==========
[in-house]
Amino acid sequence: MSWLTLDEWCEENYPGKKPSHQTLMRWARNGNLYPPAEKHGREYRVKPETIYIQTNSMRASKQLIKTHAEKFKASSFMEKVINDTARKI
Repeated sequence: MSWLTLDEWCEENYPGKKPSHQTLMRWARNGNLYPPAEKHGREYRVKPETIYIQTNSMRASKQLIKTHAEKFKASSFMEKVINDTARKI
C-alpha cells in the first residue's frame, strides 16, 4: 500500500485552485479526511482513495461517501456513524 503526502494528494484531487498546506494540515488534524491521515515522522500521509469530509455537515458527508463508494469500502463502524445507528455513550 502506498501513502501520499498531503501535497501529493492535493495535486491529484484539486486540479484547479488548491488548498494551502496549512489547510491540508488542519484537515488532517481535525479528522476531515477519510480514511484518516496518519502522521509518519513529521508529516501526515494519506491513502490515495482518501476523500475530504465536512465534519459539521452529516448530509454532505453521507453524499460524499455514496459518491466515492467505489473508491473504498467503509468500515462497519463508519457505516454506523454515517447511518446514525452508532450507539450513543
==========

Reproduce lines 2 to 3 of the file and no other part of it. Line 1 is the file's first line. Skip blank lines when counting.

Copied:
Amino acid sequence: MSWLTLDEWCEENYPGKKPSHQTLMRWARNGNLYPPAEKHGREYRVKPETIYIQTNSMRASKQLIKTHAEKFKASSFMEKVINDTARKI
Repeated sequence: MSWLTLDEWCEENYPGKKPSHQTLMRWARNGNLYPPAEKHGREYRVKPETIYIQTNSMRASKQLIKTHAEKFKASSFMEKVINDTARKI